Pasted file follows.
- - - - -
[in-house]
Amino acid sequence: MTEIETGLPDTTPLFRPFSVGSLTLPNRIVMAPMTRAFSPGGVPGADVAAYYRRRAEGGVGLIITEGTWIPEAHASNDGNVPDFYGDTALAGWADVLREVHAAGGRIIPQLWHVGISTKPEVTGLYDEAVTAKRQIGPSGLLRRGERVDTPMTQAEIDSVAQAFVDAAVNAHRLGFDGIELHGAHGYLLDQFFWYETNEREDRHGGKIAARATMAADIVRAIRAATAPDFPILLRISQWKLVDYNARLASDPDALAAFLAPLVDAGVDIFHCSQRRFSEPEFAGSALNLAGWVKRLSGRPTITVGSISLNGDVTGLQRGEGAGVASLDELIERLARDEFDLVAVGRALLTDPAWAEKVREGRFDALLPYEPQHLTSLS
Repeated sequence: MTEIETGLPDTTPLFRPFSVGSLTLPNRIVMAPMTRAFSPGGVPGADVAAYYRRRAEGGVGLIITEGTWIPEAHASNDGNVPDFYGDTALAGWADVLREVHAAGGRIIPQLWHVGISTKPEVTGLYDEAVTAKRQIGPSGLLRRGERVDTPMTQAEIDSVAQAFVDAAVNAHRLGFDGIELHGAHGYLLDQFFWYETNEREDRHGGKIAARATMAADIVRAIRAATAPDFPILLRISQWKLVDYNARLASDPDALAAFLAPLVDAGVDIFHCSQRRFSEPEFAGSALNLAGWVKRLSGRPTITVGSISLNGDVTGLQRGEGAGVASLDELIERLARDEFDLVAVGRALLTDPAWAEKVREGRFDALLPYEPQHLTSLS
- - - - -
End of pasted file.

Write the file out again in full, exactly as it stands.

[in-house]
Amino acid sequence: MTEIETGLPDTTPLFRPFSVGSLTLPNRIVMAPMTRAFSPGGVPGADVAAYYRRRAEGGVGLIITEGTWIPEAHASNDGNVPDFYGDTALAGWADVLREVHAAGGRIIPQLWHVGISTKPEVTGLYDEAVTAKRQIGPSGLLRRGERVDTPMTQAEIDSVAQAFVDAAVNAHRLGFDGIELHGAHGYLLDQFFWYETNEREDRHGGKIAARATMAADIVRAIRAATAPDFPILLRISQWKLVDYNARLASDPDALAAFLAPLVDAGVDIFHCSQRRFSEPEFAGSALNLAGWVKRLSGRPTITVGSISLNGDVTGLQRGEGAGVASLDELIERLARDEFDLVAVGRALLTDPAWAEKVREGRFDALLPYEPQHLTSLS
Repeated sequence: MTEIETGLPDTTPLFRPFSVGSLTLPNRIVMAPMTRAFSPGGVPGADVAAYYRRRAEGGVGLIITEGTWIPEAHASNDGNVPDFYGDTALAGWADVLREVHAAGGRIIPQLWHVGISTKPEVTGLYDEAVTAKRQIGPSGLLRRGERVDTPMTQAEIDSVAQAFVDAAVNAHRLGFDGIELHGAHGYLLDQFFWYETNEREDRHGGKIAARATMAADIVRAIRAATAPDFPILLRISQWKLVDYNARLASDPDALAAFLAPLVDAGVDIFHCSQRRFSEPEFAGSALNLAGWVKRLSGRPTITVGSISLNGDVTGLQRGEGAGVASLDELIERLARDEFDLVAVGRALLTDPAWAEKVREGRFDALLPYEPQHLTSLS